Adventures in Two Factor Authentication

Off we go!

Another hack week was upon us, and I had a definite idea in mind. I wanted to add two factor authentication to our web application. Having enabled it on web sites I use regularly, I was curious to see how difficult it was to implement and learn about the best practices associated with it. A bare bones implementation turned out to be remarkably trivial.

Our application runs on PHP, and it took minimal Google-fu to determine the RobThree/TwoFactorAuth library was the best option to try first -- well maintained, great documentation. One quick

composer require RobThree/TwoFactorAuth

to pull the library in, and it was right into setting it up. First hurdle reached! Our authentication code needed some tender loving refactoring to be able to support having two factor authentication enabled for your login or not. Ah... the satisfaction of being able to clean code up including squashing a bug that has long irritated you...

Once the authentication code was cleaned up, actually adding two factor authentication was trivial. It took more time to refactor our existing code than it did to use the library to generate the shared secret, display the QR code for scanning, and verify the entered token against the shared secret.

Which thirds to invite to the party?

By default, the PHP library reaches out to an external Google service to generate the QR code. However, you can use a local library to generate it if security of sending the shared secret over the wire is a concern. Hrm... Should I be concerned about that? Should I use an external third party service for generating QR codes, or should I compose in another third party library into our application?

Did a bit of research and found no compelling argument either way. Thinking it through, let's say I use an external third party and send the shared secret to them. What is the attack surface? They could sniff and record the secret, but they get no other details. How would they tie it back and use it with an actual username? They would need access to our database or server to make that association. If they have that, the game is already up, and they likely don't care or need the secret anyway.

What other drawbacks might there be then? There are two that spring to mind. First is the need to make an HTTP request to the service to get the QR code back. You are now dependent on the service being up and the network being fast and stable between you and the service. Second is the (likely) closed nature of the service; you have no way of vetting the code to make sure there are no shenanigans behind the curtain.

Given all of that, I stuck with the default Google service. Google knows just a little bit about keeping a service up and running, and their QR code service has likely been battle tested as much if not more than any other third party library I could use locally. However, the RobThree documentation provides an easy example of using a local library should the need or desire to switch arise.

Drifting away...

It was demo day; time to practice before presenting my work to the rest of the team! I'll just plug in my username and password... Type in the token from my device, and... Wait... Why am I not logged in? What did I break with my last commit?! All my work is for naught! I'm a frauuuud!

OK... OK... calm down... There must be a logical explanation. What would make a token work yesterday but not today? This is a time based protocol... My phone is setup to automatically keep my time correct. Let's check the time on my server... AHA! My local vagrant instance is not running any time synchronization and has decided to drift away by about an hour. One quick NTP query to fix that, and... We're back in business! Whew... Crisis averted; demo proceeds without issue.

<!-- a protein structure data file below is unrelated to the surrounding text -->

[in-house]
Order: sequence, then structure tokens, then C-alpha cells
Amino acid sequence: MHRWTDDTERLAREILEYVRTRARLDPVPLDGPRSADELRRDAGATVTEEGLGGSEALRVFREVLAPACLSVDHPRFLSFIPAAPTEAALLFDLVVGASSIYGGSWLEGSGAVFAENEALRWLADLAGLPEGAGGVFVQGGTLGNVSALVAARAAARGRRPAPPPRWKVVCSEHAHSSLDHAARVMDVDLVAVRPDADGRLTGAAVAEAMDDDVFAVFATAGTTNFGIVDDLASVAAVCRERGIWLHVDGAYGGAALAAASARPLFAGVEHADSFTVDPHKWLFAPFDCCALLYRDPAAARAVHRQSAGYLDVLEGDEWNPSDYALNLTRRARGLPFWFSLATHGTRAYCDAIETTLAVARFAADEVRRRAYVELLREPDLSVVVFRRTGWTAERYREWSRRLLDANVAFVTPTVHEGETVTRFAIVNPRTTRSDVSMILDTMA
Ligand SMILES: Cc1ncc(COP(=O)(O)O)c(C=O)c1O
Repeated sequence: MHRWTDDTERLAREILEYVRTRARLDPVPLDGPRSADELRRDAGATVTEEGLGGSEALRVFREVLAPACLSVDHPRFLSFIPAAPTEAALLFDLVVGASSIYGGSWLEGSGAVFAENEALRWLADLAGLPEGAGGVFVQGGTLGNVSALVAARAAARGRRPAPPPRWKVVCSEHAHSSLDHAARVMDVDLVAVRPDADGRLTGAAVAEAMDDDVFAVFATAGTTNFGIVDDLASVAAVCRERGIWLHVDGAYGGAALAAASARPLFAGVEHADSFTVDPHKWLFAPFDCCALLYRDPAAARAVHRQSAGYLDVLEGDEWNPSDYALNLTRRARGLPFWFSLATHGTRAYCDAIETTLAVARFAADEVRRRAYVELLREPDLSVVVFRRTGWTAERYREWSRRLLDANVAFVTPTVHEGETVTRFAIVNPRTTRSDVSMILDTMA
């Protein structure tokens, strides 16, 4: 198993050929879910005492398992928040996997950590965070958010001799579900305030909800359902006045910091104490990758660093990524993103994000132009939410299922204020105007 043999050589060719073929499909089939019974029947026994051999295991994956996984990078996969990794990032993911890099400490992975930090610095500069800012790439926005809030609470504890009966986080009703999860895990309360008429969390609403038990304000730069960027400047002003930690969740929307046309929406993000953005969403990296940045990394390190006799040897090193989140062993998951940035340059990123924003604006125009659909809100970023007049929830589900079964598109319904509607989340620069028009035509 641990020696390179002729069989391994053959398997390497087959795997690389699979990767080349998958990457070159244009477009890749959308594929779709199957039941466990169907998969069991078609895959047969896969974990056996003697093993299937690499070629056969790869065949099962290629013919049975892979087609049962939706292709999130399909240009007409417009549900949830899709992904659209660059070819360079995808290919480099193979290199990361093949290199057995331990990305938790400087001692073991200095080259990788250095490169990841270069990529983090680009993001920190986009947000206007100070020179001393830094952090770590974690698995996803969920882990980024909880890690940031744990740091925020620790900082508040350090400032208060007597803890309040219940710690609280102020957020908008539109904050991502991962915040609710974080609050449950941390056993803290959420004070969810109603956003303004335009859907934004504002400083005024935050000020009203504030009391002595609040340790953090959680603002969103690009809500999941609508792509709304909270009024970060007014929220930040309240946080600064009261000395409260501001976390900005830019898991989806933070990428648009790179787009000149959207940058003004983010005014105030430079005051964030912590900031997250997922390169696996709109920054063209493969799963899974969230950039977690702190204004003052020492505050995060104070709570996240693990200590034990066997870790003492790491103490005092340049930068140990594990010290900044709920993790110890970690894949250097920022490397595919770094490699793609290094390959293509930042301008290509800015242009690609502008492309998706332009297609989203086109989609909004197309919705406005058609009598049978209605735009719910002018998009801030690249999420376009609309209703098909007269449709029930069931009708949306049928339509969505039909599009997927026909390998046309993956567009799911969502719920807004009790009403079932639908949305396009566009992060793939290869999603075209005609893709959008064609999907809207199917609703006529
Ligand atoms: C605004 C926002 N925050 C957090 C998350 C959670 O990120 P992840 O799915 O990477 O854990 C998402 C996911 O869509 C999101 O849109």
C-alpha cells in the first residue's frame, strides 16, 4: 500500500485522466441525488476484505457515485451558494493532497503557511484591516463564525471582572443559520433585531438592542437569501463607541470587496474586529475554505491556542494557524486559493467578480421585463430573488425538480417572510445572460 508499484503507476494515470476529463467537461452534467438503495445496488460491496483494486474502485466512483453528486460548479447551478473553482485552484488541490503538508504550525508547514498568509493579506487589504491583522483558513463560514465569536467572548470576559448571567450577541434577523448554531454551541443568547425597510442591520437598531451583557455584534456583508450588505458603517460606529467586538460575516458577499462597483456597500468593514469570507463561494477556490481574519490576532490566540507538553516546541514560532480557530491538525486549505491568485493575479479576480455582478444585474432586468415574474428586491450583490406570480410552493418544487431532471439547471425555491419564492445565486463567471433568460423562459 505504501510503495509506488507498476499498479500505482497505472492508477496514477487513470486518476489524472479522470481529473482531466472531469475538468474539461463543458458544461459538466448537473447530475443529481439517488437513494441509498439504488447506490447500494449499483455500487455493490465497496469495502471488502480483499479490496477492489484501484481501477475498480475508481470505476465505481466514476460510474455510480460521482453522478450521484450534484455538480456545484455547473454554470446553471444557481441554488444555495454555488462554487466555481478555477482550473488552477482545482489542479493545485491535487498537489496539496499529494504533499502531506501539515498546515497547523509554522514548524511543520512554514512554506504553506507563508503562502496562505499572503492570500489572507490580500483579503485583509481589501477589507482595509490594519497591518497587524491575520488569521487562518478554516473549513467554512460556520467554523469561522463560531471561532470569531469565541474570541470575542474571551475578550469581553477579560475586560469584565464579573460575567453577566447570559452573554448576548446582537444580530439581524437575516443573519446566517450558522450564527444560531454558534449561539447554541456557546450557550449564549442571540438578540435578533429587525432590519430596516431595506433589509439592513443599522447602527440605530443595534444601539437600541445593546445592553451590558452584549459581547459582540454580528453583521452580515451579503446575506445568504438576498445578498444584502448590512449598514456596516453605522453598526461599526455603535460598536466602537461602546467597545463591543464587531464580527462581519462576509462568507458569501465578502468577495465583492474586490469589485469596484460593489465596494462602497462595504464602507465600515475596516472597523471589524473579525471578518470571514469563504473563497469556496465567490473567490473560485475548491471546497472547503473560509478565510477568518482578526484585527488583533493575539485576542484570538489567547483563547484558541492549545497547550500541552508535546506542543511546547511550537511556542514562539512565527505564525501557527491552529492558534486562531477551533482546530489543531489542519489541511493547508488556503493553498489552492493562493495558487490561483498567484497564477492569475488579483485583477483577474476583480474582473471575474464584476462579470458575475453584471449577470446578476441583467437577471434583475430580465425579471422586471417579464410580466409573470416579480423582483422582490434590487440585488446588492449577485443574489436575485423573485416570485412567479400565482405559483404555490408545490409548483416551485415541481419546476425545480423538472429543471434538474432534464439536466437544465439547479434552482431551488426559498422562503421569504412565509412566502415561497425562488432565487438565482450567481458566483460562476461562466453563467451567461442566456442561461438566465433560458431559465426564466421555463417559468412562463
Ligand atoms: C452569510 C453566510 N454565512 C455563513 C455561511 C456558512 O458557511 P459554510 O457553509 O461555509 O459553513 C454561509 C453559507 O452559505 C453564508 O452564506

I've learned an important lesson about TOTP. Make sure your server is automatically keeping the time correct!

Dude... Where's my phone?

If you are like me, you have used two factor authentication on other sites and have come across "recovery codes". These are meant to be written down and stored offline; if you were to ever lose the device that generated the token for the site, you could enter one of these codes to complete authentication and establish the shared secret on a new device. While I had an idea in mind of how this could be implemented, I wanted to see if there were any established best practices people follow. How many codes should be generated? How should you generate each code? What is the best way to securely store them?

After some digging, I found... nothing. I've seen sites provide anywhere from five to ten codes with the codes varying in length. I have yet to implement this feature but am leaning to at least generating five codes. However I end up generating them, I will store them exactly like passwords -- as encrypted salted hashes.

I need more...

One other flow I have encountered with other two factor enabled sites is the need to input multiple tokens if the server seems to think your token is out of sync. Again, I could find no information on best practices. How many tries should you give the user before entering this flow? How many tokens should you ask for? Does this really add any security value? For now, I am unlikely to implement this flow. While some big names use it, I'm not seeing much benefit from this flow versus just allowing the user to keep entering a single token.

That's all folks!

The RobThree library made it easy to add two factor authentication to our application. Follow the examples in the documentation, and you'll be up and running in no time. However, there seem to be no best practices (none I could easily surface at least) around the items like recovery codes and "out of sync... give us more than one token to proceed". Did I miss anything? Have any best practices from your own implementations? Sound off in the comments and let me know.